Another aspect of the invention is directed toward methods for depositing materials onto microfeature workpieces. One embodiment of a method for depositing a thin film onto a microfeature workpiece comprises: (a) moving a gas distributor and/or a workpiece holder into a first position in which primary outlets of the gas distributor are spaced apart from the workpiece holder by a first distance; (b) concurrently delivering a flow of precursor gas through the primary outlets and a flow of purge gas through a secondary outlet separate from the primary outlets while the workpiece holder and the primary outlets are spaced apart by the first distance; (c) moving the gas distributor and/or the workpiece holder into a second position in which the primary outlets are spaced apart from the workpiece holder by a second distance greater than the first distance; and (d) dispensing a purge gas onto the workpiece while the primary outlets and the workpiece holder are spaced apart by the second distance.

Another method of depositing a thin film on a microfeature workpiece comprises: (a) dispensing a flow of a reactant material through primary outlets of a gas distributor and onto a microfeature workpiece; (b) dispensing a first flow of a non-reactant gas through a secondary outlet to flow adjacent to at least a portion of the periphery of the microfeature workpiece while dispensing the flow of the reactant gas through the primary outlets; (c) terminating the flow of the reactant material; and (d) dispensing a second flow of a non-reactant gas onto the microfeature workpiece to purge the reactant gas from the workpiece.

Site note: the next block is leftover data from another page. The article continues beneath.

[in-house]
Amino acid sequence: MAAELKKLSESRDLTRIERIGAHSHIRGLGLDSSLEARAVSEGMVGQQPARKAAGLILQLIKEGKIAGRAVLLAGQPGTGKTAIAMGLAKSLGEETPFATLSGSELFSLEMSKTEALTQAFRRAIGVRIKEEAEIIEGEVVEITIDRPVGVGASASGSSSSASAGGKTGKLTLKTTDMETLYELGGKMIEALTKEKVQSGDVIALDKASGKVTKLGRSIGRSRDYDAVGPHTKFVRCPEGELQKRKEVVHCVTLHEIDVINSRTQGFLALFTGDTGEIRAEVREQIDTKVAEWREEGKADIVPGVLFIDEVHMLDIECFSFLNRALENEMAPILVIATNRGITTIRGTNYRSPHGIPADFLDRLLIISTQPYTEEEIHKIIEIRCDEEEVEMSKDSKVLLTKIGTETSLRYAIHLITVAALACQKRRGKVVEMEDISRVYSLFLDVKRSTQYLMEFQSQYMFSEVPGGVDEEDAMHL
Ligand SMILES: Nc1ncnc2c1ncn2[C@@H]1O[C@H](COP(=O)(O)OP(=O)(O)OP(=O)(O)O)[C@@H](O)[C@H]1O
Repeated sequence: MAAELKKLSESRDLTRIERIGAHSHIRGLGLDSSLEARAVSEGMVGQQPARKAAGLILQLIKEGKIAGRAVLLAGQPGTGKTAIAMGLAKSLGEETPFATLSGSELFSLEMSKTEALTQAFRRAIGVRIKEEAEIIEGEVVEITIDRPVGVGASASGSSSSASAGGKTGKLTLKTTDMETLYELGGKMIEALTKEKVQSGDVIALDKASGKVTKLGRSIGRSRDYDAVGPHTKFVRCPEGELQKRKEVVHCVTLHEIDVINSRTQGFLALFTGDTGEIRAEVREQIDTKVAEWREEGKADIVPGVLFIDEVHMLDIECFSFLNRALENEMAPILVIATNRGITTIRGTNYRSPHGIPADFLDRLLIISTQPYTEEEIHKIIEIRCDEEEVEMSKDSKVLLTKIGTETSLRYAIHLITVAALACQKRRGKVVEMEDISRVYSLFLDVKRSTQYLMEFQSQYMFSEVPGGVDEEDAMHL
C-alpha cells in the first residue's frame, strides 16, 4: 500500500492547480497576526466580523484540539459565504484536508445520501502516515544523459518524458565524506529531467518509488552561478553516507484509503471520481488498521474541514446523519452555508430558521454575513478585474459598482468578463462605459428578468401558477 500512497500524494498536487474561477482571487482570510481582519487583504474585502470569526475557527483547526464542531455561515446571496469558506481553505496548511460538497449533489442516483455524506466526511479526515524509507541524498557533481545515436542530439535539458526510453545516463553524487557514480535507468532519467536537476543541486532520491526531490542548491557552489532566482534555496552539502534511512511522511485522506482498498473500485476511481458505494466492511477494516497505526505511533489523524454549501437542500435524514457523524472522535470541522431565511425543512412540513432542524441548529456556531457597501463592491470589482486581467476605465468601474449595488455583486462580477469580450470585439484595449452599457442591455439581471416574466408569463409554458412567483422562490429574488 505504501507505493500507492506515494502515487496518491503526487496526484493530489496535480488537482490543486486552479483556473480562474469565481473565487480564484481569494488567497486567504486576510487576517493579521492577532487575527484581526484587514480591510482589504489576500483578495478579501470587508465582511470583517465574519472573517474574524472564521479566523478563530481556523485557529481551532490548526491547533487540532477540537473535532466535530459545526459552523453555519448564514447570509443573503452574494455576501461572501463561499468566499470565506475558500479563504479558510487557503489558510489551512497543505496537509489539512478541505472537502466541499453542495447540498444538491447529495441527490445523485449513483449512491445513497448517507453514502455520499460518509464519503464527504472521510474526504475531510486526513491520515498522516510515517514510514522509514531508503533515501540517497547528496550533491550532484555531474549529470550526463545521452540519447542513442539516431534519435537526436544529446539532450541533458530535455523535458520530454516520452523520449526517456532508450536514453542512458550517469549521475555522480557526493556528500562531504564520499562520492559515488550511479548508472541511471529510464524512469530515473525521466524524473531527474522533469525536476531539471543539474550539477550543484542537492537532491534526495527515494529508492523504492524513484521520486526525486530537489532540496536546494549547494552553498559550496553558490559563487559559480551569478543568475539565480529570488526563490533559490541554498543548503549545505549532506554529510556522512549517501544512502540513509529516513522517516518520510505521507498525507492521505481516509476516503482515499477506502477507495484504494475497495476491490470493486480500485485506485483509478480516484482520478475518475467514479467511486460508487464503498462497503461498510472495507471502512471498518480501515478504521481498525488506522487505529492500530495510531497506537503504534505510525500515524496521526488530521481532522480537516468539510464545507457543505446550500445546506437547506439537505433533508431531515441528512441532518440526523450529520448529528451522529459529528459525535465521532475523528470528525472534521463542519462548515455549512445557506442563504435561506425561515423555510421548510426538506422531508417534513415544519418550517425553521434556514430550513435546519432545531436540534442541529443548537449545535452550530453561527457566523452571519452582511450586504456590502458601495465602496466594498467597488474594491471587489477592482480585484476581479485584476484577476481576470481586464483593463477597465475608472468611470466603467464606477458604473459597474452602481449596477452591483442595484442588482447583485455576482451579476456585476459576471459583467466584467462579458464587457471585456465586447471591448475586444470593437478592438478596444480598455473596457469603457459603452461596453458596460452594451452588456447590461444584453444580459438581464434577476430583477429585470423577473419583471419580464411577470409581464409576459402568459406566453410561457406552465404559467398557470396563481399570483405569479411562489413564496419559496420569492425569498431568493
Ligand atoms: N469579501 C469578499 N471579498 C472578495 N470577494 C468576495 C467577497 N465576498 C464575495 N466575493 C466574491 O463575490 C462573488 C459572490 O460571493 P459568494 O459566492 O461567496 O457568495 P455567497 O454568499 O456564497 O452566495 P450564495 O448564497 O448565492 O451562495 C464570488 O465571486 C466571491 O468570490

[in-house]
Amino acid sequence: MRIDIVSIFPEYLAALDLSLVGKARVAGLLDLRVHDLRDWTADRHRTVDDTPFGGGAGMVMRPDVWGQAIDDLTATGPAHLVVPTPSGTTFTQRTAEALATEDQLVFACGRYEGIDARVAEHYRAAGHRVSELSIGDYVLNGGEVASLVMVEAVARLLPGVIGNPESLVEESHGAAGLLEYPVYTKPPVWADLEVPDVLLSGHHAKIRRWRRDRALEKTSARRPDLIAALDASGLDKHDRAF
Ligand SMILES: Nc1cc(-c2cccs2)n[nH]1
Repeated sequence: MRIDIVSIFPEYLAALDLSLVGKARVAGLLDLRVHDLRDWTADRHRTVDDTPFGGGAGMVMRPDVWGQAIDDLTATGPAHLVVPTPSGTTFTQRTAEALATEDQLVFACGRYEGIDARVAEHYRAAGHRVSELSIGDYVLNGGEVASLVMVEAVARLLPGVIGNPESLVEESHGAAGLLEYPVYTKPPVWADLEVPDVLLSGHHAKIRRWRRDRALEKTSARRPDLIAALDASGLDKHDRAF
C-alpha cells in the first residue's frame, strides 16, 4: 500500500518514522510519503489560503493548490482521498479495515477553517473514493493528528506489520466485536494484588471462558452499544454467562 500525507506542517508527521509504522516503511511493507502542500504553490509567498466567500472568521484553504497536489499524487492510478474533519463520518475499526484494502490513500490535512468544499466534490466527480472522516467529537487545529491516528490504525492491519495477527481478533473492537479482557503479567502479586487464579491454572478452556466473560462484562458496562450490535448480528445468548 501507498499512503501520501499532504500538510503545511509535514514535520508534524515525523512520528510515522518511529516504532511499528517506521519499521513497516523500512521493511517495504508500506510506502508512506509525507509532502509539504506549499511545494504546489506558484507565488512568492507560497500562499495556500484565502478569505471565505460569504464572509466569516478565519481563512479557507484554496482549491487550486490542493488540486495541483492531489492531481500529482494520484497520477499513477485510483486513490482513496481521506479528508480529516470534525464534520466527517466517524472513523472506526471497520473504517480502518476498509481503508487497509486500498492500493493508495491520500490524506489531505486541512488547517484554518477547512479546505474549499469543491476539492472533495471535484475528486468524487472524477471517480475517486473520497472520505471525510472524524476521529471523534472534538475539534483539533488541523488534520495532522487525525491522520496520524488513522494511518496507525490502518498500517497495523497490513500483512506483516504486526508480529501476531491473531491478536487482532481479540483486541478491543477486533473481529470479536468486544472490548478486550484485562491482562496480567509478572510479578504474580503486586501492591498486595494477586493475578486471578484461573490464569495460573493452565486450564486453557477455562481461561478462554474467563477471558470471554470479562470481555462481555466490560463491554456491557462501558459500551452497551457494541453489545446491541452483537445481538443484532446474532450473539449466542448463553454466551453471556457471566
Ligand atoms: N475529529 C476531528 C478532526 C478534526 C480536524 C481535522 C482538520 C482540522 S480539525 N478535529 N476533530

B. Deposition Systems

FIG. 4A is a schematic representation of a system 100 for depositing a thin film of material onto a microfeature workpiece W in accordance with an embodiment of the invention. In this embodiment, the system 100 includes a reactor 110 and a gas supply 112 operatively coupled to the reactor 110. The reactor 110 includes a reaction vessel 120, a workpiece holder 130 in the reaction vessel 120, and a gas distributor 140 attached to the reaction vessel 120. The reactor 110 also includes a peripheral dispenser 160 that is either a component of the gas distributor 140 or a separate component in the reaction vessel 120. The gas distributor 140 and the peripheral dispenser 160 are coupled to various gas sources of the gas supply 112 to provide a peripheral barrier relative to the workpiece W that reduces the volume in which reactant gases are dispensed onto the workpiece W and enhances the separation between individual pulses of reactant gases.

In the embodiment shown in FIG. 4A, the reaction vessel 120 includes a low pressure chamber 122 defined by interior walls 124. The volume of the chamber 122 can be relatively large compared to the size of the workpiece W. The reaction vessel 120 typically includes an outlet 126 coupled to a vacuum pump 128 for providing a low pressure environment in the chamber 122.